The CEO of the National Biosafety Authority (NBA), Eric Okoree, has said the Bt cowpea will be labeled. He explained that it is a requirement by law that both prepackaged and nonprepackaged genetically modified (GM) foods be labeled. He made this submission in a TV interview where he announced the approval of the Bt cowpea by the NBA.
He said the decision was made in consultation with relevant stakeholder groups that came to the agreement that there should be labeling for the purpose of choice.
“When the (Bt) cowpea comes out, it will be labeled wherever it finds itself on the market. It becomes easier when it goes to the supermarkets, because there, it is in polythene bags and is labeled, so that you know that this is the GM cowpea which they have been talking about. And if you like it, you choose it, and if you don’t, you avoid it,” He added that, on the open market, the idea is to get sellers of the produce to write on cards to indicate that their nonprepackaged Bt cowpea, is genetically modified.
The Food and Drugs Authority (FDA), has laid down guidelines for labeling foods derived from genetically modified organisms and food containing genetically modified ingredients.
The guidelines define “Label” as any tag, brand, mark, pictorial or other descriptive matter, written, printed, stenciled, marked, embossed, or impressed on, or attached to a container of food.
It also defines “Prepackaged” as packaged or made up in advance in a container, ready for offer to the consumer, or for catering purposes. According to the same guidelines, “Non-prepackaged GM food” is defined as food obtained from Genetic Modification, or, food containing GM ingredients on the market without packaging, which can be packaged at the point of sale at the consumer’s request; or can be packaged ad hoc, for direct sale.
Some scientists have expressed their opinion on the labeling of Ghana’s first GM crop for consumption.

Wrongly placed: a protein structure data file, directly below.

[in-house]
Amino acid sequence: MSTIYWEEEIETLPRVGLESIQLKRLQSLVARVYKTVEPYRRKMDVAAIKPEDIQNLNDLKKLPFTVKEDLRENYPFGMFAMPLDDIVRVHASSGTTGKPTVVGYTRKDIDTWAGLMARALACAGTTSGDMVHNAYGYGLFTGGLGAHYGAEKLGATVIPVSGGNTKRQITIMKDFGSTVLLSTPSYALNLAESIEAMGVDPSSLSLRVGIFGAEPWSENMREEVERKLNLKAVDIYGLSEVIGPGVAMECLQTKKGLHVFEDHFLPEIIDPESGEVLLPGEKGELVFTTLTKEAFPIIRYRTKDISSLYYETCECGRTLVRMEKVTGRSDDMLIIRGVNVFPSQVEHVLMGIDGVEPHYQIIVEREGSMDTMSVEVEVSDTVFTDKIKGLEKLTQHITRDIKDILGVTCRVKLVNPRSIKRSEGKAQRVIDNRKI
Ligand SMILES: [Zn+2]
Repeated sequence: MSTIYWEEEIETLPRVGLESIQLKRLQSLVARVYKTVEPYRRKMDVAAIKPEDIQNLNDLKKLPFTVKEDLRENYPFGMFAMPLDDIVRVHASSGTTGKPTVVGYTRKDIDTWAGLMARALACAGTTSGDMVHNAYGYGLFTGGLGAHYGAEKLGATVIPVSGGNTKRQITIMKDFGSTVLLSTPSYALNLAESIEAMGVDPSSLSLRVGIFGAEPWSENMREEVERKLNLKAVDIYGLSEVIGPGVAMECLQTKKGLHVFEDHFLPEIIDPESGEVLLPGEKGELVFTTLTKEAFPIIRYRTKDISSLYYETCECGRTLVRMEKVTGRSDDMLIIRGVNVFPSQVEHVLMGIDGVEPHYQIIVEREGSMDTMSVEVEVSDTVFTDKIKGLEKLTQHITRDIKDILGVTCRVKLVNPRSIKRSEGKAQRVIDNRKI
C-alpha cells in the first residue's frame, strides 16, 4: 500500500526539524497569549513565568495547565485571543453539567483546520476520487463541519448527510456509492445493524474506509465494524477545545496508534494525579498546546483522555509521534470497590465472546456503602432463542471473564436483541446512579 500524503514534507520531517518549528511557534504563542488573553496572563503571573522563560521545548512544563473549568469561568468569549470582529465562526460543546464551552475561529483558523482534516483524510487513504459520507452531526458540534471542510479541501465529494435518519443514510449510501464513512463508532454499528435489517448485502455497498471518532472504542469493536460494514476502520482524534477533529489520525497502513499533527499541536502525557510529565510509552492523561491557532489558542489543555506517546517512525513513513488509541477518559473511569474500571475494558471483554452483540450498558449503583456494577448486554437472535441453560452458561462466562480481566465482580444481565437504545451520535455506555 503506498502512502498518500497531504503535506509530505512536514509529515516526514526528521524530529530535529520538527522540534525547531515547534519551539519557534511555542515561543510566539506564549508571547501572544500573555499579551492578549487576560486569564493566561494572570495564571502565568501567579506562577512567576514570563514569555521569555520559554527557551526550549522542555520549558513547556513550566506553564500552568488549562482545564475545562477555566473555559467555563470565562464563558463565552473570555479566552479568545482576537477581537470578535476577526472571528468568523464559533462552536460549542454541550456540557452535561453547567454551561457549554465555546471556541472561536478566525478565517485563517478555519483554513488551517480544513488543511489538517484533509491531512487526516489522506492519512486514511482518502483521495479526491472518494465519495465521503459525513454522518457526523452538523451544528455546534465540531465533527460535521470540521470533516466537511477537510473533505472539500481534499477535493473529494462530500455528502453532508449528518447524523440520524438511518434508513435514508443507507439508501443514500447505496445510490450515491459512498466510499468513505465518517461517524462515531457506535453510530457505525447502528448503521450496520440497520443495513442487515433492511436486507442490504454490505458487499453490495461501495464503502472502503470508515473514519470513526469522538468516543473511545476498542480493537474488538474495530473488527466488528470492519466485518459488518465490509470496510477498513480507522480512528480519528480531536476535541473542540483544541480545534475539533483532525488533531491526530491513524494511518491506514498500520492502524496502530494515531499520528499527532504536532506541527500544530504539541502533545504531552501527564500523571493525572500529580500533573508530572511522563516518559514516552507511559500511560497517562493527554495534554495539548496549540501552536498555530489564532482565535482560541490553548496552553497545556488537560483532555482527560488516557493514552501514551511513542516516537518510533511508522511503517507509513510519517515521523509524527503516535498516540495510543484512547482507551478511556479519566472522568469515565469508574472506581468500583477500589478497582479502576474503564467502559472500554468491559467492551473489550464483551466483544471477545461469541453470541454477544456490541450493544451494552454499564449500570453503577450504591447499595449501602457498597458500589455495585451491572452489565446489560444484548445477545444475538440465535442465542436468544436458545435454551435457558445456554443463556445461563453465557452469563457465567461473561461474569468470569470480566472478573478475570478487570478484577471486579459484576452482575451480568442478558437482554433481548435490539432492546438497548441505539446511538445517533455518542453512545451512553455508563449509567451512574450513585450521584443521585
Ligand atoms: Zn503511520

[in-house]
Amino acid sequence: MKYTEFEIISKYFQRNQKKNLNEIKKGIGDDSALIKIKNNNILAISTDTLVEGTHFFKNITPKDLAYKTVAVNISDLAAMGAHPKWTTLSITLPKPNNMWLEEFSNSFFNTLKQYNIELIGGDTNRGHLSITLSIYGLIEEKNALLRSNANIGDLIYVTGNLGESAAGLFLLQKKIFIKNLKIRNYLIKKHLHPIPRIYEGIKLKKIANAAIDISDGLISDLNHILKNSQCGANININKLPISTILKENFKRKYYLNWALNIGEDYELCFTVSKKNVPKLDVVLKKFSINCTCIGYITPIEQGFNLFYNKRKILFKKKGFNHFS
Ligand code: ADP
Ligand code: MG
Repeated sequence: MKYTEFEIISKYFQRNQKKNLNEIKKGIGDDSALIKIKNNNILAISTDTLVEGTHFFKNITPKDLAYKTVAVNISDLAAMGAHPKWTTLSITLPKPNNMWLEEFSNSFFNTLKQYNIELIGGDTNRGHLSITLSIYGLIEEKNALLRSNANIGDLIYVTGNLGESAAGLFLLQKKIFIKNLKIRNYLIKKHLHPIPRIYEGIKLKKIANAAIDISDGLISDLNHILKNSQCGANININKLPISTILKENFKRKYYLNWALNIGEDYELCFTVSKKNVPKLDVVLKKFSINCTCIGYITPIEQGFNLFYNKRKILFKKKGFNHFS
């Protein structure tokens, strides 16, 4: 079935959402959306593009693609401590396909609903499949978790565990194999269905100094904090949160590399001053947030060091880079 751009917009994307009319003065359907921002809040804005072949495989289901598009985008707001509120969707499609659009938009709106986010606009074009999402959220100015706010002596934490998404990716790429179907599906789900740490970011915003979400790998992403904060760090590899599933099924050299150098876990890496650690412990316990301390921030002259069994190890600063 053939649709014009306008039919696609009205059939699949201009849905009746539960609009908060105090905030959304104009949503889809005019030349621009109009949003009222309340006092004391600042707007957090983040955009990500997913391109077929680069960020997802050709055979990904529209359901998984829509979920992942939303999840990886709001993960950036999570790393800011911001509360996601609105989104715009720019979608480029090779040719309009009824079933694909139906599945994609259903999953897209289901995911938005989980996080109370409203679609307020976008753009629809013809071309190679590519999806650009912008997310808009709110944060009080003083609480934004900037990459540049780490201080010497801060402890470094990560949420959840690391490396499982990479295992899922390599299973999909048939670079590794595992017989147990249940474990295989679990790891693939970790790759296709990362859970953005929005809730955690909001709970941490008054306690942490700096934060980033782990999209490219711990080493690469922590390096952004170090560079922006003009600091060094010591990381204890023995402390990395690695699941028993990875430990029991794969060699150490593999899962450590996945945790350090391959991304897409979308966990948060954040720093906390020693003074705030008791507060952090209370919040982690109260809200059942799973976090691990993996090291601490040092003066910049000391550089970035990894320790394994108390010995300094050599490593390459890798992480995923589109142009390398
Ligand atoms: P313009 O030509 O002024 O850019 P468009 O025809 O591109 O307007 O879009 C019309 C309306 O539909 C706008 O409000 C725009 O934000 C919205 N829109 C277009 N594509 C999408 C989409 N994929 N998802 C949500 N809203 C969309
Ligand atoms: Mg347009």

Dr. Richard Ampadu-Ameyaw, of the Science and Technology Policy Research Institute (STEPRI) told the Alliance for Science that labelling has its own merits and demerits. He said usually, when products are labeled, people tend to ask why, with some arguing that labeling gives consumers the opportunity to choose between genetically modified and non-genetically modified produce.
Others argue that it is labelled because it is bad and developers do not want legal action taken against them.
“Labelling is actually an economic activity that affords consumers the prerogative or the opportunity, to choose. But ask yourself how many people in this part of the world read labels. Even when we are served water at workshops or other events and places, we do not read the label. We just take it and drink without checking the acidic content or anything.”
Dr. Ampadu-Ameyaw also noted that it will not be financially prudent to spend money making labels which will not be read by consumers.
“Since there isn’t any difference between the GM cowpea and non-GM cowpea, there is no need labeling them, if you ask me. But if the law requires it, then we are bound to follow what it has specified. Consumers will see no difference in the long run.”
The former Director-General of the Council for Scientific and Industrial Research (CSIR), Prof. Alhassan Walter, agrees that customers have the right to know what they are buying, for reasons bordering on trade, religious beliefs or reasons other than safety, because GM crops are safe to consume.
He believes labeling non-prepackaged food sold on the market is not tenable because it will be difficult to enforce or implement.
“How many times do they go round to check grocery shops or supermarkets that should have their prepackaged products labeled? I don’t think it will be easy implementing and enforcing labeling on nonprepackaged GM foods. In the case of prepacked foods, it’s easier to monitor.
If a vendor cooks with the GM cowpea, how would you know?”, he quizzed.
Research scientist with the Ghana Atomic Energy Commission, Dr. Daniel Osei Ofosu, opines that ultimately, people will come to realize that GM foods are safe, so, labeling will cease to be an issue. He warns that if left unmonitored, misleading labeling could occur to put some sellers at an unmerited advantage over others, because of consumer demand.
Labeling of GMOs remain a controversial issue world wide. In the US, the Department of Agriculture introduced new rules this year changing labels on genetically modified food products from GMOs to bioengineered. Europe also requires GMOs to be labeled. However, there have been concerns on labeling requirements in places like Southern America which require food producers to emboss GM products with dangerous looking logos that create negative impressions about GMOs. It remains to be seen how Ghanaian food consumers will respond to the labeling when Ghana’s first GM cowpea eventually hits the mar